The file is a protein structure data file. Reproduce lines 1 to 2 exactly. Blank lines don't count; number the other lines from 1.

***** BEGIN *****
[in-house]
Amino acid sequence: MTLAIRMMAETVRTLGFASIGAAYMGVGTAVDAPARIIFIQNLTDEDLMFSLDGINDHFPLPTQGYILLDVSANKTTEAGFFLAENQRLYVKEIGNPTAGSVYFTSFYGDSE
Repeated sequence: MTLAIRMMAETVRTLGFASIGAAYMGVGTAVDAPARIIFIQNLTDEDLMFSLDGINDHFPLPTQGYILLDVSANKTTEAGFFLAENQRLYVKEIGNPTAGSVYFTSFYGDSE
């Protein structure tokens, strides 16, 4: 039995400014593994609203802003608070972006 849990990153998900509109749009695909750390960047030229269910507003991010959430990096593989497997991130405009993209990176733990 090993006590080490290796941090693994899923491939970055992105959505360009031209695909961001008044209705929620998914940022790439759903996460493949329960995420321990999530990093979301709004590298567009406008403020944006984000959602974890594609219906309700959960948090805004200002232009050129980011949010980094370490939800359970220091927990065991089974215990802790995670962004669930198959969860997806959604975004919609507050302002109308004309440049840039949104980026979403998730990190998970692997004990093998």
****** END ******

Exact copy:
[in-house]
Amino acid sequence: MTLAIRMMAETVRTLGFASIGAAYMGVGTAVDAPARIIFIQNLTDEDLMFSLDGINDHFPLPTQGYILLDVSANKTTEAGFFLAENQRLYVKEIGNPTAGSVYFTSFYGDSE